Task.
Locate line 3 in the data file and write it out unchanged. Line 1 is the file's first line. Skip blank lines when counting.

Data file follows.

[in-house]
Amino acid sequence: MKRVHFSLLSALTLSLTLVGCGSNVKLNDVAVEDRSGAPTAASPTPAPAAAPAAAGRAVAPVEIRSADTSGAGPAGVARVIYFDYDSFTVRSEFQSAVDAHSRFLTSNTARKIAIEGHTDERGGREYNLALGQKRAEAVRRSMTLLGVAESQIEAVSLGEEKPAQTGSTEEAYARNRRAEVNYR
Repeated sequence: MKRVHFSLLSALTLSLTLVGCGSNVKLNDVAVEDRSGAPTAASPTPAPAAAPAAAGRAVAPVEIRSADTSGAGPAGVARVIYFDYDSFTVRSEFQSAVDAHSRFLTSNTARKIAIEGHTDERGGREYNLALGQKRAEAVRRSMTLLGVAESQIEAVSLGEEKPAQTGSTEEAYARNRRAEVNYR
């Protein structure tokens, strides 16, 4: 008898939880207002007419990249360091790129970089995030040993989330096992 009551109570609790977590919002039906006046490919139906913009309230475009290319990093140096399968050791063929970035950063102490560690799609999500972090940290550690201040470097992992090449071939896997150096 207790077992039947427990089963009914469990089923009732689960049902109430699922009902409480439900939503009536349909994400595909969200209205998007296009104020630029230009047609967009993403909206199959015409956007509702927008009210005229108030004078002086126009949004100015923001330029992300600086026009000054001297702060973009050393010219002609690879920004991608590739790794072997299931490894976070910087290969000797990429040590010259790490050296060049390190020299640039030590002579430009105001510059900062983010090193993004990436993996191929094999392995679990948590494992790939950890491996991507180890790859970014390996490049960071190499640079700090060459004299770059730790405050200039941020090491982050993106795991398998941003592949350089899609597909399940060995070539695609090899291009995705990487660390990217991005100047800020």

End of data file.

Repeated sequence: MKRVHFSLLSALTLSLTLVGCGSNVKLNDVAVEDRSGAPTAASPTPAPAAAPAAAGRAVAPVEIRSADTSGAGPAGVARVIYFDYDSFTVRSEFQSAVDAHSRFLTSNTARKIAIEGHTDERGGREYNLALGQKRAEAVRRSMTLLGVAESQIEAVSLGEEKPAQTGSTEEAYARNRRAEVNYR